Once students see that an interference experiment with an electron is something interesting, we introduce some of the principles related to the phenomenon. Our approach includes having students conduct several virtual two-slit experiments with electrons and other forms of matter. Using the Visual Quantum Mechanics interactive simulation (Figure 3) we establish the relationship between the wavelength and energy of the particle. More details are presented in reference 1. You can run the two-slit experiment at http://web.phys.ksu.edu/vqm/software/online/vqm/html/doubleslit/index.html
As a summary we have the students watch an animated sequence from What the Bleep Do We Know, a commercial film with which most of our students are familiar. See http://www.whatthebleep.com. (This animated scene is not from the theatrical release of the movie. However, it is included in the extended director’s cut which is five hours long. It is also posted on the movie’s web site and YouTube, so you can avoid watching the 5-hour version.) I have my students look for errors in this scene. For example, the single slit diffraction is not treated correctly in the film. By the time we are done, most of them are able to find it. (In the film, "Dr. Quantum" mentions items that we have not yet discussed such as wave functions. I ask students to keep a list of these ideas, so that we can discuss them later.)
Another question that we address is what happens if the electrons move through the double slit apparatus one at a time. Our interactive visualization enables students to control the rate of particles. Of course, simulations can do anything, so we need to show some connection with reality. Fortunately, Tonomura, who is a research physicist for Hitachi in Japan, has done the experiment4 and put the results on the Web. A schematic diagram of his two-slit experiment for electrons is shown in Figure 4. A video of the individual electrons striking the screen and gradually building up an interference pattern is available at http://www.hitachi.com/rd/research/em/doubleslit.html and on YouTube. Once students accept that this effect is real, we start discussing difficult issues such as, "Does each electron go through one slit and then interfere (whatever that means) with another electron rather than interfere with itself?"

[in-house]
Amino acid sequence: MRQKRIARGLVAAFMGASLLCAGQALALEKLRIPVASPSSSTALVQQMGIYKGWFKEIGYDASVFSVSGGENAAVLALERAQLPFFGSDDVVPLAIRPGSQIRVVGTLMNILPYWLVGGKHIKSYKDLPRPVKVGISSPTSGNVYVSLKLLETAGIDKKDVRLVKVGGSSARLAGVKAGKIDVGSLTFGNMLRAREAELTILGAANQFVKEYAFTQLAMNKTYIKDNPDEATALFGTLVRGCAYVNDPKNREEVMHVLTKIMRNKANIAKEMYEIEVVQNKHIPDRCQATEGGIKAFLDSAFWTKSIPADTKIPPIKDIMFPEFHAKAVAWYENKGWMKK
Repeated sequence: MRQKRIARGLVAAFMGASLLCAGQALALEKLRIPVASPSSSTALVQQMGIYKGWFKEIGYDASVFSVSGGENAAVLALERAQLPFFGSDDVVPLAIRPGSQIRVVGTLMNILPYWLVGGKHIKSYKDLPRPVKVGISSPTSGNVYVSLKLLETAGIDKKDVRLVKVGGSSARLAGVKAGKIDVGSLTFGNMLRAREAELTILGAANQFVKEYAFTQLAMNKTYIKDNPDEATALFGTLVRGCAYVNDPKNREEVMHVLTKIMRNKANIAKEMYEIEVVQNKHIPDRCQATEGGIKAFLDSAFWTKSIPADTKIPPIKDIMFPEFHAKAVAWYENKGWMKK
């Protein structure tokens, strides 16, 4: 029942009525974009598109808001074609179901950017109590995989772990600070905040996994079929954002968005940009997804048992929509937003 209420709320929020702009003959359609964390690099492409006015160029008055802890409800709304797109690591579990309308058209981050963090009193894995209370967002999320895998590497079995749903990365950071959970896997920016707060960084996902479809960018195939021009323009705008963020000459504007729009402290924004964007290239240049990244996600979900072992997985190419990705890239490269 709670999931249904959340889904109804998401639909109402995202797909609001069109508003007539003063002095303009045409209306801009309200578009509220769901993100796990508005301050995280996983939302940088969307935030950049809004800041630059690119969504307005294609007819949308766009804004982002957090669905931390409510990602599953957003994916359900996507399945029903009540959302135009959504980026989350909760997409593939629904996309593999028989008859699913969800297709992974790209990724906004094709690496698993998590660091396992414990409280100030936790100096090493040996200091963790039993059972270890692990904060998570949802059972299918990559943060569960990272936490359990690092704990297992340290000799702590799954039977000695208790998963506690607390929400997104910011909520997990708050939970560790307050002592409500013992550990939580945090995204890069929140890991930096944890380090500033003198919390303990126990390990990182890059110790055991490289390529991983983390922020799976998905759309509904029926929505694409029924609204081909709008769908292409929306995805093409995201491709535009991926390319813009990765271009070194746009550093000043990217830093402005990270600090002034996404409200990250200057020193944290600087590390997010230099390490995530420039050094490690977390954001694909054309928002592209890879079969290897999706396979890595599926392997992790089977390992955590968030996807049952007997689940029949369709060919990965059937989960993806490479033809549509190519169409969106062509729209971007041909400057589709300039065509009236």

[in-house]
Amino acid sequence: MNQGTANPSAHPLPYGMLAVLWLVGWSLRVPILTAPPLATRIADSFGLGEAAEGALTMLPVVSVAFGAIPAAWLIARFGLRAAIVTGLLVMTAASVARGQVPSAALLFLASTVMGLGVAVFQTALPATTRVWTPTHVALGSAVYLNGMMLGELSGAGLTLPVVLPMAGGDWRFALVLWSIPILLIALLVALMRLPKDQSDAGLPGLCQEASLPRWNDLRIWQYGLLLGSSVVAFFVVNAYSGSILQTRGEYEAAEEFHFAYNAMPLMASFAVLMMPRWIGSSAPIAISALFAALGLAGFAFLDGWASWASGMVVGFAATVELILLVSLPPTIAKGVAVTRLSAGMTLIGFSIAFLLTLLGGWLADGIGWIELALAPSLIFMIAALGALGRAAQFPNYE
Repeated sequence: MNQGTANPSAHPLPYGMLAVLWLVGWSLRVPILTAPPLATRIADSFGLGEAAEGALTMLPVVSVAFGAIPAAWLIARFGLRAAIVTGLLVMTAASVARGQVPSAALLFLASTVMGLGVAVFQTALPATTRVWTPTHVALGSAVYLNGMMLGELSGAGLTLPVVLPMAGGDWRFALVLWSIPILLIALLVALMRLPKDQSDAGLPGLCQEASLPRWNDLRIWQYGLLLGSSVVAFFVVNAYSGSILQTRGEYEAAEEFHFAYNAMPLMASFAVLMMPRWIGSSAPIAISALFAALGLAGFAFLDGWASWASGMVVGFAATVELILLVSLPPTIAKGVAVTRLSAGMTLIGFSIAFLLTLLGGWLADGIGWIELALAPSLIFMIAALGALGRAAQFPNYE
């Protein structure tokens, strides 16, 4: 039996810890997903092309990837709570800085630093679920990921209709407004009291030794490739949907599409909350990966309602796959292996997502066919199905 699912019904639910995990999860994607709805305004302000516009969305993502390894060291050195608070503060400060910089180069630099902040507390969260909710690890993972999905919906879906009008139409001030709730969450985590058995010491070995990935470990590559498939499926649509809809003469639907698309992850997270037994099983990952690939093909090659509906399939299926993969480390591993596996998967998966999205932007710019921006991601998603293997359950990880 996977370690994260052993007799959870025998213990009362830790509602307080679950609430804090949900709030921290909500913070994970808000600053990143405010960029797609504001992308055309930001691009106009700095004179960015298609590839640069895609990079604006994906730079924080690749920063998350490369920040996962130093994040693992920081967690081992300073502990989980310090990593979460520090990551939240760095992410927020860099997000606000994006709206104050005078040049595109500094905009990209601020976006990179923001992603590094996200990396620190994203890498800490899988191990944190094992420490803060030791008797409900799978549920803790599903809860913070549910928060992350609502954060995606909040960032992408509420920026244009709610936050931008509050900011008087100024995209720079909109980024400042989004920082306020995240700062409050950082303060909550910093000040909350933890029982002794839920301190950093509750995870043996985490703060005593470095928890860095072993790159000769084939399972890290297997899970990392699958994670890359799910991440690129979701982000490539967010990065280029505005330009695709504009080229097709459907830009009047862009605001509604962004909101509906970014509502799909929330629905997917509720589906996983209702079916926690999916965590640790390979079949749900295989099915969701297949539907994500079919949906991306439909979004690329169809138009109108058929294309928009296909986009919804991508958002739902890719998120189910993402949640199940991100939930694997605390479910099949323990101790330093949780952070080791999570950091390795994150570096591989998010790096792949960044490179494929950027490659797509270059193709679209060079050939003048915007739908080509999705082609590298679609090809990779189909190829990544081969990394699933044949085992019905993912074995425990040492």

Returning to the visualization we repeat the experiment with electron moving through the apparatus one at a time and compare it to a similar photon experiment. However, as shown in Figure 3, several other particles are available. Each of them is based on results of research we completed while developing Visual Quantum Mechanics. In early versions we added only a nucleon so that students could investigate how the interference pattern varied with mass. However, we discovered that a common conception of students was that these particles were spreading out all of the electrons or nucleons have the same charge. Therefore, they were repelling each other. We now have protons and neutrons so that they can compare the charge dependence for particles of almost identical mass. Of course they see no such dependence.
In this example, I have shown how an instructor can start this study of the wave behavior of matter with hands-on activities, even if you do not have the apparatus. Then introduce new concepts and have the students do further applications. This is a basic learning cycle trying to build models as we go and in all of that we use a combination of different types of learning materials. These materials provide both hands-on experiences similar to doing a real experiment and visualizations that help students construct models of the physical phenomenon. Thus, by collecting all of these materials in a lesson that is consistent with physics education research, we can provide a learning experience on a rather abstract topic.
The KSU portion of the work described here has been supported by the National Science Foundation.
3. Jürgen Kirstein. Interaktiver Bildschirmexperimente (IBE) http://www.physikalische-praktika.de/dpgschule/2000/Programm/ Abstracts/kirstein
Dean Zollman is William & Joan Porter University Distinguished Professor and Head of Physics at Kansas State University. He was the AAPT Millikan Medalist in 1995, Carnegie National Professor of the Year in 1996, and NSF Distinguished Teaching Scholar in 2004. He has conducted research in physics education since 1972.